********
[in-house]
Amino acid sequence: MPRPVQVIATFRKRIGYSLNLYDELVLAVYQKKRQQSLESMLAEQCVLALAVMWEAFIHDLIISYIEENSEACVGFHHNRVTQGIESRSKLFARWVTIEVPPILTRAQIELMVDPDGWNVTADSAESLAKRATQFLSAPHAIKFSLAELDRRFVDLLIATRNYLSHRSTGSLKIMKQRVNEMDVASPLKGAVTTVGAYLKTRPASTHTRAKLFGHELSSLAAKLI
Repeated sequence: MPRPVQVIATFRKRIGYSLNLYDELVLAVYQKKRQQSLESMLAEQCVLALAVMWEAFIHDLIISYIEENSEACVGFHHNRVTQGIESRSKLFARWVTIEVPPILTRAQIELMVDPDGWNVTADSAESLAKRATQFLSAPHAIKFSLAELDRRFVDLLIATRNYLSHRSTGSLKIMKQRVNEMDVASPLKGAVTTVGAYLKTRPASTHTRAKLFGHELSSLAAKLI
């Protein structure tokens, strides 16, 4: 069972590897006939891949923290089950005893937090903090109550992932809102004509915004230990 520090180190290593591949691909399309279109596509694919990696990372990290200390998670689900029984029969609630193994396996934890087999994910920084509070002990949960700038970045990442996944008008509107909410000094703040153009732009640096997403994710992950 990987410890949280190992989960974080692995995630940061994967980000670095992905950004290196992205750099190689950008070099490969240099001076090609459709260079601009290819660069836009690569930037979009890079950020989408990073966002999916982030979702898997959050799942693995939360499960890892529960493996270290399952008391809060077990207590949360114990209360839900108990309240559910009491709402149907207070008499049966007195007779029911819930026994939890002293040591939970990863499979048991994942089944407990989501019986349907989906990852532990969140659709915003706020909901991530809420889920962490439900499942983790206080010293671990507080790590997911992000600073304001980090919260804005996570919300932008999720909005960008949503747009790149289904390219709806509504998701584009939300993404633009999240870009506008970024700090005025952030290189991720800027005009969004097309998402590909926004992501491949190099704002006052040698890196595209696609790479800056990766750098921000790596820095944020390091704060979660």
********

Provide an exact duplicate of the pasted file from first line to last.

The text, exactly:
[in-house]
Amino acid sequence: MPRPVQVIATFRKRIGYSLNLYDELVLAVYQKKRQQSLESMLAEQCVLALAVMWEAFIHDLIISYIEENSEACVGFHHNRVTQGIESRSKLFARWVTIEVPPILTRAQIELMVDPDGWNVTADSAESLAKRATQFLSAPHAIKFSLAELDRRFVDLLIATRNYLSHRSTGSLKIMKQRVNEMDVASPLKGAVTTVGAYLKTRPASTHTRAKLFGHELSSLAAKLI
Repeated sequence: MPRPVQVIATFRKRIGYSLNLYDELVLAVYQKKRQQSLESMLAEQCVLALAVMWEAFIHDLIISYIEENSEACVGFHHNRVTQGIESRSKLFARWVTIEVPPILTRAQIELMVDPDGWNVTADSAESLAKRATQFLSAPHAIKFSLAELDRRFVDLLIATRNYLSHRSTGSLKIMKQRVNEMDVASPLKGAVTTVGAYLKTRPASTHTRAKLFGHELSSLAAKLI
């Protein structure tokens, strides 16, 4: 069972590897006939891949923290089950005893937090903090109550992932809102004509915004230990 520090180190290593591949691909399309279109596509694919990696990372990290200390998670689900029984029969609630193994396996934890087999994910920084509070002990949960700038970045990442996944008008509107909410000094703040153009732009640096997403994710992950 990987410890949280190992989960974080692995995630940061994967980000670095992905950004290196992205750099190689950008070099490969240099001076090609459709260079601009290819660069836009690569930037979009890079950020989408990073966002999916982030979702898997959050799942693995939360499960890892529960493996270290399952008391809060077990207590949360114990209360839900108990309240559910009491709402149907207070008499049966007195007779029911819930026994939890002293040591939970990863499979048991994942089944407990989501019986349907989906990852532990969140659709915003706020909901991530809420889920962490439900499942983790206080010293671990507080790590997911992000600073304001980090919260804005996570919300932008999720909005960008949503747009790149289904390219709806509504998701584009939300993404633009999240870009506008970024700090005025952030290189991720800027005009969004097309998402590909926004992501491949190099704002006052040698890196595209696609790479800056990766750098921000790596820095944020390091704060979660």